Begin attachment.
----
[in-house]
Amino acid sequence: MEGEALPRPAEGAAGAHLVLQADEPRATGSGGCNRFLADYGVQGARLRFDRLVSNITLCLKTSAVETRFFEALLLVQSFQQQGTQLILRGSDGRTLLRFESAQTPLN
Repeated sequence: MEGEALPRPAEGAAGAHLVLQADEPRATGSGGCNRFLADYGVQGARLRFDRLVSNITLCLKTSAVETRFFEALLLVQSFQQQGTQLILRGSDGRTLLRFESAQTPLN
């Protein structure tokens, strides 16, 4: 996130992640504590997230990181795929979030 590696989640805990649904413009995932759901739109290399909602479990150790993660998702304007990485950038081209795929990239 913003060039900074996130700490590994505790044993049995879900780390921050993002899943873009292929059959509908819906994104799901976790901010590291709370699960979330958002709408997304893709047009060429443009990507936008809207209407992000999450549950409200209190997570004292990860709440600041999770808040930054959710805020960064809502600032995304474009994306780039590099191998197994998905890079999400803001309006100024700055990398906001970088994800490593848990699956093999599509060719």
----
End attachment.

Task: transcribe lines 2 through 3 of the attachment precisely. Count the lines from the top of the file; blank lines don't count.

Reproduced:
Amino acid sequence: MEGEALPRPAEGAAGAHLVLQADEPRATGSGGCNRFLADYGVQGARLRFDRLVSNITLCLKTSAVETRFFEALLLVQSFQQQGTQLILRGSDGRTLLRFESAQTPLN
Repeated sequence: MEGEALPRPAEGAAGAHLVLQADEPRATGSGGCNRFLADYGVQGARLRFDRLVSNITLCLKTSAVETRFFEALLLVQSFQQQGTQLILRGSDGRTLLRFESAQTPLN